5C: What You Might Be Missing for a Successful Hire
To date, only 18% of baby boomers, a significantly important segment of the workforce, have reached the age of 65. Over the course of the next years, HR departments will have to multiply their efforts and be more creative to attract a new generation of workers who no longer use conventional methods of finding jobs. Have you ever wondered what you could do to improve your search for candidates to fill a job position? We have determined 5 components that are essential for increasing your chances of finding candidates and engaging with them in an attractive and efficient way; we call them the 5 C’s.
The first C of the list is the foundation of attracting candidates to your company, from which every other essential component will stem: the culture of your company. Sure, every employee (operational or managerial) has a different view of your company’s corporate culture, but has that ever been documented or measured? Culture goes beyond the company’s colours and the design of the office; it is also indicative of your management style and the beliefs held by your employees, which in turn affects overall performance. Is your corporate culture focused on people? In that case, it will probably emphasize employees’ career advancement, the importance of continuing education outside of work (some companies sponsor classes, such as language courses, taken by their employees) and the degree of independence an employee possesses in the company. Is your company leaning towards performance? In that case, your company might focus on performance-based rewards, will be data and sales-driven, and will unite people with ambitious yet rallying objectives for the whole company.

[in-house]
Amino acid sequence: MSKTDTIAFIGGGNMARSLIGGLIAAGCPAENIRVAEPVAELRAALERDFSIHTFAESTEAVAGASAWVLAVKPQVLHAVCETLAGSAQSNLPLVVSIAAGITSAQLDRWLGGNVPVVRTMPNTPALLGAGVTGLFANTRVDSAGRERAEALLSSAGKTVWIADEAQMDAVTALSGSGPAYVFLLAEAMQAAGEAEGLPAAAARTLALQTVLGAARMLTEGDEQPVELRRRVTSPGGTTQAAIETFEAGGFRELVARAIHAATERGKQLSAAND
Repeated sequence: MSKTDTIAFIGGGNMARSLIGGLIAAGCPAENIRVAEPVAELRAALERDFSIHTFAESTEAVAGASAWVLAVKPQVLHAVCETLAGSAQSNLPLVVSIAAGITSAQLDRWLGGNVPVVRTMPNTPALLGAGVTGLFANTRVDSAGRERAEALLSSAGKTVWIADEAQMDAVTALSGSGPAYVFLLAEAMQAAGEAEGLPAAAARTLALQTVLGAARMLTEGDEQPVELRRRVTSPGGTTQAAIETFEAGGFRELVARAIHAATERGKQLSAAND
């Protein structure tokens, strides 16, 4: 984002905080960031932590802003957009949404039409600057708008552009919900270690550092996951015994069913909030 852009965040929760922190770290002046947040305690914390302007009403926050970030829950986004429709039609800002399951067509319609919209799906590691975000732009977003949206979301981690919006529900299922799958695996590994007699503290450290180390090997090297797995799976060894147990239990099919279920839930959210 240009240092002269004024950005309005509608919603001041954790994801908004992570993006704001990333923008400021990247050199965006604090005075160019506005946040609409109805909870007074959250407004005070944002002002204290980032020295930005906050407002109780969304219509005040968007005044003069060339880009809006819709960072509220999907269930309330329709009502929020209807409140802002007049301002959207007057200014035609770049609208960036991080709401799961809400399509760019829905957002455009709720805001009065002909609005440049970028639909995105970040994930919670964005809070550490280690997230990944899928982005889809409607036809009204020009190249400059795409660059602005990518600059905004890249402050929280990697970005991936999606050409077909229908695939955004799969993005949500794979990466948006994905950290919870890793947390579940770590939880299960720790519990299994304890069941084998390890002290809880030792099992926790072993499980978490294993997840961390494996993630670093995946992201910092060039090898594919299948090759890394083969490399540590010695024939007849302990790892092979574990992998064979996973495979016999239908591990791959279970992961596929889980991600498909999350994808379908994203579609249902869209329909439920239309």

Creating a job offer and not posting it on websites is the equivalent of having a product and not advertising it. To be effective in the search for candidates, like communicating to potential customers, you must have an established plan of communication including various platforms and tools. To begin, take a good amount of time to compose your job description with details and accuracy. Its description should highlight the DNA of the type of employee you are searching for, including key competencies required for the position. It should also reflect your company’s culture to provide a vision of the workplace. When it comes to sharing the job offer, some job positions will be more easily filled through events and career fairs (such as jobs that require a large volume of employees, like call centers), whereas some might be better off on websites dedicated to job offers (positions that have more specific requirements). If you do post online, which every company should do nowadays, don’t hesitate to post on different websites (including your own)! The more ground you cover, the better your chances of finding the right person.